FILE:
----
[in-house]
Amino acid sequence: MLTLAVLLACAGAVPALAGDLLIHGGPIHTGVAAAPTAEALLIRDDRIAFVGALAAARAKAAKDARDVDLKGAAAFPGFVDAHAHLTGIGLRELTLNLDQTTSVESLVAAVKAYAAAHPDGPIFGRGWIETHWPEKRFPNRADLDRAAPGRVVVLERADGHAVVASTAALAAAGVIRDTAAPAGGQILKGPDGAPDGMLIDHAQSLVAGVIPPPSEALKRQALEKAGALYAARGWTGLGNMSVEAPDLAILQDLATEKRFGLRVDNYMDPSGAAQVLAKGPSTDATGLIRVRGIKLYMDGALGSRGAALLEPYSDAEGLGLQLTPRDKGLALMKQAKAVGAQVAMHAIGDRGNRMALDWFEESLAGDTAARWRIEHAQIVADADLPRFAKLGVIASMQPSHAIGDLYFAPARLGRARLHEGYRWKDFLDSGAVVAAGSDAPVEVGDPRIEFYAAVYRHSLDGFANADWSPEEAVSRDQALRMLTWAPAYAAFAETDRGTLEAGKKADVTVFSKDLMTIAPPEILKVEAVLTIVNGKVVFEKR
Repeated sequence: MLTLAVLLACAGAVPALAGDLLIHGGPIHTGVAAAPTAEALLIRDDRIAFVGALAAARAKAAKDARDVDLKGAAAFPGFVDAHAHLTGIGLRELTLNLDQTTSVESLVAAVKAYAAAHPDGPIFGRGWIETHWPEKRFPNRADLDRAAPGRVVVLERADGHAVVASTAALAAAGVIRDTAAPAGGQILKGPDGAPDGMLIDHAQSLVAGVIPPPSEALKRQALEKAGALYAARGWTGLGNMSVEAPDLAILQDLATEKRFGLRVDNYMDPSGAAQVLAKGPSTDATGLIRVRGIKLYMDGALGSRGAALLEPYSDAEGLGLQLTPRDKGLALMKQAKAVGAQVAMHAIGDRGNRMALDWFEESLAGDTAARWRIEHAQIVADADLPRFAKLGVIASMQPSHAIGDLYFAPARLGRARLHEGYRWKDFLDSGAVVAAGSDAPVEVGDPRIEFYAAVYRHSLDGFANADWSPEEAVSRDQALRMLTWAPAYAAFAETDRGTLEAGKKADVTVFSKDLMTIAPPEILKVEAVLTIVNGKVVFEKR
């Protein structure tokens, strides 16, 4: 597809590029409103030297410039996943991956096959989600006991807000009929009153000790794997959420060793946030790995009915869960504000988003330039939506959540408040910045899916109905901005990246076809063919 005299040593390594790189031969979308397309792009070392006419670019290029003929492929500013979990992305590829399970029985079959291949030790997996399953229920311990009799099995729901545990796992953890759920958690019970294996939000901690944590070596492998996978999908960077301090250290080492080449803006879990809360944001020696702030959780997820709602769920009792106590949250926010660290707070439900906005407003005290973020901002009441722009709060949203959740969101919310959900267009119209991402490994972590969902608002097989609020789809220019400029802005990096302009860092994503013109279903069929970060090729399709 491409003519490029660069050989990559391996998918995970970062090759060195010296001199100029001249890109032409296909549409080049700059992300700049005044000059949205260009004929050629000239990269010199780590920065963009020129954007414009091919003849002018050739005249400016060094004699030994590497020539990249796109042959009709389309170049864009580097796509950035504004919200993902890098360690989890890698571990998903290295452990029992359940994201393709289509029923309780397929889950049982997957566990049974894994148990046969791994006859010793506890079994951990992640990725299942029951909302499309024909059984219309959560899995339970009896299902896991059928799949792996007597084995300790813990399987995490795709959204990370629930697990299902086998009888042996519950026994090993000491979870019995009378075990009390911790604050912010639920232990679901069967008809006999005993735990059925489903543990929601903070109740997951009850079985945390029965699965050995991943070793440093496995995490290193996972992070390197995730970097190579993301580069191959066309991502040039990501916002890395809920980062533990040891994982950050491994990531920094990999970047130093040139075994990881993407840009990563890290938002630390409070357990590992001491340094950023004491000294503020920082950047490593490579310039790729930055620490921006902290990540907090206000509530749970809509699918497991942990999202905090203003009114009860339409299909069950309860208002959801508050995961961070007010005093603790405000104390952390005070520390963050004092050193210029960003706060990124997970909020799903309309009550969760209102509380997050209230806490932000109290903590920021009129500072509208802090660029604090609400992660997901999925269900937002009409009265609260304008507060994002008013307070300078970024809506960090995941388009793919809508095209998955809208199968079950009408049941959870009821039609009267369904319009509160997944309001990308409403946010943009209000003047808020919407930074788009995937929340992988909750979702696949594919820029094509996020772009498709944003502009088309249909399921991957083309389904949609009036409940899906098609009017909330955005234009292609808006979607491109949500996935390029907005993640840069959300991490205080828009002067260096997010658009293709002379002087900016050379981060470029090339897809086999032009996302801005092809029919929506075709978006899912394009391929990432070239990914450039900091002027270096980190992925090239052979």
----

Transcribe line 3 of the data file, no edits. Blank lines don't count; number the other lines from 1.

Repeated sequence: MLTLAVLLACAGAVPALAGDLLIHGGPIHTGVAAAPTAEALLIRDDRIAFVGALAAARAKAAKDARDVDLKGAAAFPGFVDAHAHLTGIGLRELTLNLDQTTSVESLVAAVKAYAAAHPDGPIFGRGWIETHWPEKRFPNRADLDRAAPGRVVVLERADGHAVVASTAALAAAGVIRDTAAPAGGQILKGPDGAPDGMLIDHAQSLVAGVIPPPSEALKRQALEKAGALYAARGWTGLGNMSVEAPDLAILQDLATEKRFGLRVDNYMDPSGAAQVLAKGPSTDATGLIRVRGIKLYMDGALGSRGAALLEPYSDAEGLGLQLTPRDKGLALMKQAKAVGAQVAMHAIGDRGNRMALDWFEESLAGDTAARWRIEHAQIVADADLPRFAKLGVIASMQPSHAIGDLYFAPARLGRARLHEGYRWKDFLDSGAVVAAGSDAPVEVGDPRIEFYAAVYRHSLDGFANADWSPEEAVSRDQALRMLTWAPAYAAFAETDRGTLEAGKKADVTVFSKDLMTIAPPEILKVEAVLTIVNGKVVFEKR